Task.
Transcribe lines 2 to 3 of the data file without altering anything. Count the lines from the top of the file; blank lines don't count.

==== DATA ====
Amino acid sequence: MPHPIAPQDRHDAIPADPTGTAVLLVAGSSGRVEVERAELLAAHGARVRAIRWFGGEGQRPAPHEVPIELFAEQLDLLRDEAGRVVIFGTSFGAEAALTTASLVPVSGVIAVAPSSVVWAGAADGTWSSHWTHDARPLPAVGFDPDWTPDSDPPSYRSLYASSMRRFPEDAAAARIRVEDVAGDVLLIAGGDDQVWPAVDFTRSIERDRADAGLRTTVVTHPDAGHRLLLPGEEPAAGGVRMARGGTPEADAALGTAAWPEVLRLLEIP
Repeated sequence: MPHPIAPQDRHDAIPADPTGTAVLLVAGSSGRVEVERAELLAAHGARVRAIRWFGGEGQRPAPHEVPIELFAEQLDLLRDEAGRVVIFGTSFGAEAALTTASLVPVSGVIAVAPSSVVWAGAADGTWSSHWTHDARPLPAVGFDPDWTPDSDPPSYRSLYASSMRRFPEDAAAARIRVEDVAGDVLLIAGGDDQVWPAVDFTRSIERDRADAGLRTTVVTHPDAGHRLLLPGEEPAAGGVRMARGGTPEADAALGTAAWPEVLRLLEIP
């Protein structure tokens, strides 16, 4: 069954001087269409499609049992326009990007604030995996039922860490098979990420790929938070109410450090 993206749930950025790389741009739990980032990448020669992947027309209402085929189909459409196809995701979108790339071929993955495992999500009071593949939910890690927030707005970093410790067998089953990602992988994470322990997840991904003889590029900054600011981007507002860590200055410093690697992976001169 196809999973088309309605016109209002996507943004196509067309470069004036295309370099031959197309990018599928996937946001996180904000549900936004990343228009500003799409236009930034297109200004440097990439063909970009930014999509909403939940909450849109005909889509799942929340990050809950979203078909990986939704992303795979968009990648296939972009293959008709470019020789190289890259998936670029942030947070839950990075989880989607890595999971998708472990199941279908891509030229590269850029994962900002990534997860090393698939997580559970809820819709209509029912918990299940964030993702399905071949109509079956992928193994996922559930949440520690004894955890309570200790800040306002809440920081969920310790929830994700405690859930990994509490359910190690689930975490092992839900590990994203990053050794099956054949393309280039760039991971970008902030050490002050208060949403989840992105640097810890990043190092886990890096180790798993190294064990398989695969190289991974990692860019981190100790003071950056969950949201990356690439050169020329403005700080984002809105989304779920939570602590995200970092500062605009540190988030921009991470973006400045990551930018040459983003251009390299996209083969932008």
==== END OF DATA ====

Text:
Repeated sequence: MPHPIAPQDRHDAIPADPTGTAVLLVAGSSGRVEVERAELLAAHGARVRAIRWFGGEGQRPAPHEVPIELFAEQLDLLRDEAGRVVIFGTSFGAEAALTTASLVPVSGVIAVAPSSVVWAGAADGTWSSHWTHDARPLPAVGFDPDWTPDSDPPSYRSLYASSMRRFPEDAAAARIRVEDVAGDVLLIAGGDDQVWPAVDFTRSIERDRADAGLRTTVVTHPDAGHRLLLPGEEPAAGGVRMARGGTPEADAALGTAAWPEVLRLLEIP
């Protein structure tokens, strides 16, 4: 069954001087269409499609049992326009990007604030995996039922860490098979990420790929938070109410450090 993206749930950025790389741009739990980032990448020669992947027309209402085929189909459409196809995701979108790339071929993955495992999500009071593949939910890690927030707005970093410790067998089953990602992988994470322990997840991904003889590029900054600011981007507002860590200055410093690697992976001169 196809999973088309309605016109209002996507943004196509067309470069004036295309370099031959197309990018599928996937946001996180904000549900936004990343228009500003799409236009930034297109200004440097990439063909970009930014999509909403939940909450849109005909889509799942929340990050809950979203078909990986939704992303795979968009990648296939972009293959008709470019020789190289890259998936670029942030947070839950990075989880989607890595999971998708472990199941279908891509030229590269850029994962900002990534997860090393698939997580559970809820819709209509029912918990299940964030993702399905071949109509079956992928193994996922559930949440520690004894955890309570200790800040306002809440920081969920310790929830994700405690859930990994509490359910190690689930975490092992839900590990994203990053050794099956054949393309280039760039991971970008902030050490002050208060949403989840992105640097810890990043190092886990890096180790798993190294064990398989695969190289991974990692860019981190100790003071950056969950949201990356690439050169020329403005700080984002809105989304779920939570602590995200970092500062605009540190988030921009991470973006400045990551930018040459983003251009390299996209083969932008």